Thursday, May 5, 2022

"A Horse, a horse, my kingdom for a horse!" by Jeri Westerson

 In 1485, King Richard III of England was unhorsed and killed on Bosworth field. Poor Richard. He lost his life and his dynasty. The crown went to Welsh Henry Tudor, Earl of Richmond, who became Henry VII of England, father to the infamous and ubiquitous Henry VIII.

Who was Richard? Was he really the villain he is portrayed to be in Shakespeare's tragic play (whence the title's quote comes)? Was he the diabolical instigator of the murders of the Princes in the Tower? Or is he really the innocent as portrayed in Josephine Tey's 1951 novella The Daughter of Time?

Earliest surviving portrait of Richard III, 1520

I doubt we'll ever know the real truth, though I tend to think that he was, perhaps, a little of both. He was a medieval man, after all, seeking the highest place in the land. But he was a loyal and accomplished warrior, fighting to restore his brother, King Edward IV to the throne during the War of the Roses. He was appointed to many posts under his brother's reign, in recognition of his loyalty and service: Constable of England, Chief Justice of North Wales, Chief Steward and Chamberlain of Wales, High Sheriff of Cumberland for life, Great Chamberlain, Lord High Admiral of England, Lieutenant of the North and Commander-in-Chief against the Scots and hereditary Warden of the West Marches, and later Lord Protector when his brother the king died and his young son, King Edward V and Richard’s nephew was a bit too young to rule. In other words, he was no slouch.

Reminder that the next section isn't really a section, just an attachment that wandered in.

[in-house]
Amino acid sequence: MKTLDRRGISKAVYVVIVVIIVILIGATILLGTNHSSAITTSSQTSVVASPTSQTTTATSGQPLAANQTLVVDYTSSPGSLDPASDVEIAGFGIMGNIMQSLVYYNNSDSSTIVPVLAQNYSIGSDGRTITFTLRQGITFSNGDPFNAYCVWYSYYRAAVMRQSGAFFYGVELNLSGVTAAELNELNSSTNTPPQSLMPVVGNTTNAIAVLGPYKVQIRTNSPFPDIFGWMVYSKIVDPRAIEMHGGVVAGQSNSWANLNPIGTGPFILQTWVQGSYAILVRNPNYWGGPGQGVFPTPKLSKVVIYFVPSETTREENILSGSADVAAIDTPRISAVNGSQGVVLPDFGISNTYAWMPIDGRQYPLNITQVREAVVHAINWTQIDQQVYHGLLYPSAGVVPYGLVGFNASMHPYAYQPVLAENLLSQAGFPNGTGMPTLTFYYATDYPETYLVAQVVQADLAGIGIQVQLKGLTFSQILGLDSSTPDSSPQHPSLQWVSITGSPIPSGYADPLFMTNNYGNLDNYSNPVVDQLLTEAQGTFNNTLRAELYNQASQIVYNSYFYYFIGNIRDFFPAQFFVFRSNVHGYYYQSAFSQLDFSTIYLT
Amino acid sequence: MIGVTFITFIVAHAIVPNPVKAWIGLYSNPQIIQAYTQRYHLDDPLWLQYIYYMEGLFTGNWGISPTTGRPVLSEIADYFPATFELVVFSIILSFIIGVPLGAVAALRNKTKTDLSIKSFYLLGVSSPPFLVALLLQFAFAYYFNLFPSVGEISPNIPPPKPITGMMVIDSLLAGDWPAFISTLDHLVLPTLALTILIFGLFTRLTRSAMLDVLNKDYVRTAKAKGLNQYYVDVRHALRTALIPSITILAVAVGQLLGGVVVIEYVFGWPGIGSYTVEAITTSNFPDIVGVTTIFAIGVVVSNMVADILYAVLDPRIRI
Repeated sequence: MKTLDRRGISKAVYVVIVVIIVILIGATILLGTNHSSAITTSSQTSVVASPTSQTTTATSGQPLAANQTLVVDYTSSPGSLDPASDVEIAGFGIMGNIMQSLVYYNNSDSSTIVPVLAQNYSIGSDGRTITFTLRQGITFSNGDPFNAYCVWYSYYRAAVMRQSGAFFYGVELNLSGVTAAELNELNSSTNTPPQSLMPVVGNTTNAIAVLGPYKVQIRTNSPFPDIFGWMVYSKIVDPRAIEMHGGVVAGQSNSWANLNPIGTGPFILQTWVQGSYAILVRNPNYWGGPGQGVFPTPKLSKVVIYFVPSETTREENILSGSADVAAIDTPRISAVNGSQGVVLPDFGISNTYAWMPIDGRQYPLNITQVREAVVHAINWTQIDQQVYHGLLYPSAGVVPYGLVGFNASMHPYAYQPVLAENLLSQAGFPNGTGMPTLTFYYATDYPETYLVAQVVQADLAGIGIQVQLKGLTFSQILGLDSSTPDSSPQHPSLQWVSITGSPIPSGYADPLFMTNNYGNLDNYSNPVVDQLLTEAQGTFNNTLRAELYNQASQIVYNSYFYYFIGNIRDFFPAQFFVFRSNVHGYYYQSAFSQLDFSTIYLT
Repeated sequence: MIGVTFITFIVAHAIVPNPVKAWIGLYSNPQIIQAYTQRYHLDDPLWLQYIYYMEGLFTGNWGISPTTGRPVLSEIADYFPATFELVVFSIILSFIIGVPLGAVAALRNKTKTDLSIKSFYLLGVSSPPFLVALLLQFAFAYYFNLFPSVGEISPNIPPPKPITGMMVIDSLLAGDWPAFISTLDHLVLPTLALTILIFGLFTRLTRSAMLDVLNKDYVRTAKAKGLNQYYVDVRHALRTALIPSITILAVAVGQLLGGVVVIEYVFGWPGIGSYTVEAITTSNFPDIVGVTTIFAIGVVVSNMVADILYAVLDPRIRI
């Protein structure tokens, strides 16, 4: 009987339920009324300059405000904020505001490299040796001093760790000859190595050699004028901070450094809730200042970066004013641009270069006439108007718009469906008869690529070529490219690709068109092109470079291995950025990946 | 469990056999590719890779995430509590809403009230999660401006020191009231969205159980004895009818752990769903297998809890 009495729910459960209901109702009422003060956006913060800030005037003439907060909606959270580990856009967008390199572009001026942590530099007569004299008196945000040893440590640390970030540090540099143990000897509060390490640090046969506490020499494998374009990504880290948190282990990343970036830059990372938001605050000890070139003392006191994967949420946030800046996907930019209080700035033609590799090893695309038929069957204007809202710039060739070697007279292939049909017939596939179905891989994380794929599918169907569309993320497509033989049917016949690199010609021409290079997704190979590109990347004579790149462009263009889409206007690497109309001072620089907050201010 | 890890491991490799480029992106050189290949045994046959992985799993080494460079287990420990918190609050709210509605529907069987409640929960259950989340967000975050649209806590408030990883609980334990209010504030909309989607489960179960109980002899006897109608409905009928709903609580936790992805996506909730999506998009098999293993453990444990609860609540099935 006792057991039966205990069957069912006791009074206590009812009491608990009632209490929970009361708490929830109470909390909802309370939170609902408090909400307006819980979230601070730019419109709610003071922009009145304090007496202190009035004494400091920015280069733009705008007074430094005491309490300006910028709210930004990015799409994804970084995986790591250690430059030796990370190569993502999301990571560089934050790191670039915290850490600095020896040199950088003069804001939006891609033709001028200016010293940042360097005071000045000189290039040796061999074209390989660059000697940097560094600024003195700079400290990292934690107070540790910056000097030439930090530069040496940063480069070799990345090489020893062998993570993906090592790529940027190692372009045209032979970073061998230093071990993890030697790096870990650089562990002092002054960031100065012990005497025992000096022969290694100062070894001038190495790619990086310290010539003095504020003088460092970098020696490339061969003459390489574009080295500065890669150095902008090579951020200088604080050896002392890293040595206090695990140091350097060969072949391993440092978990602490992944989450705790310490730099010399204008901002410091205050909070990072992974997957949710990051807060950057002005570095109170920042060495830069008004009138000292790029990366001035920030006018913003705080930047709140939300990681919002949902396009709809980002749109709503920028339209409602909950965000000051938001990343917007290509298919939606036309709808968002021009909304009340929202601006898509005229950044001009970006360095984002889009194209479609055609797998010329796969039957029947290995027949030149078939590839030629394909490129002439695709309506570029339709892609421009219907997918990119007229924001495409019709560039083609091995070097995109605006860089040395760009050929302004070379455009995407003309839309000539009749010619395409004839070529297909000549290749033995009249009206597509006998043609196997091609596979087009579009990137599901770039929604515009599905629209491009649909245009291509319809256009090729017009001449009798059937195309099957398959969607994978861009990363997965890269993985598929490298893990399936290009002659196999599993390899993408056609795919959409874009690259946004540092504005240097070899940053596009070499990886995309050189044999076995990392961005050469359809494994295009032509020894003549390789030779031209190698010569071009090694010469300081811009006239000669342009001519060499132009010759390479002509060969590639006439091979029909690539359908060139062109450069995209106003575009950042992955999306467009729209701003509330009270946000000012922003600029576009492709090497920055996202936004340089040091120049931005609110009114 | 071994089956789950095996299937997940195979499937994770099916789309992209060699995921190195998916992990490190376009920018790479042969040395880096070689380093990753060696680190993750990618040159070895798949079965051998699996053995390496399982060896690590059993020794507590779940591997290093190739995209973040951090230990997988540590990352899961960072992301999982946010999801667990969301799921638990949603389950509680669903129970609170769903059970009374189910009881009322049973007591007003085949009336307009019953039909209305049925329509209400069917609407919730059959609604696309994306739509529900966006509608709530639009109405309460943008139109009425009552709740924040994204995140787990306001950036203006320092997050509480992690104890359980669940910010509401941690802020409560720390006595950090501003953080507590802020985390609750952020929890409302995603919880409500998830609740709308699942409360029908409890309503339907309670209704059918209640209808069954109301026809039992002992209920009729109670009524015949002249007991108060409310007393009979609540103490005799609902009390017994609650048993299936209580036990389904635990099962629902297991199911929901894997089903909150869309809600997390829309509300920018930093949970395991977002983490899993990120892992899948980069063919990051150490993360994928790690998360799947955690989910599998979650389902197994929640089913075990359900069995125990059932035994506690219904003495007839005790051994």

The Two Princes Edward and Richard in the Tower, painted by Sir John Everett Millais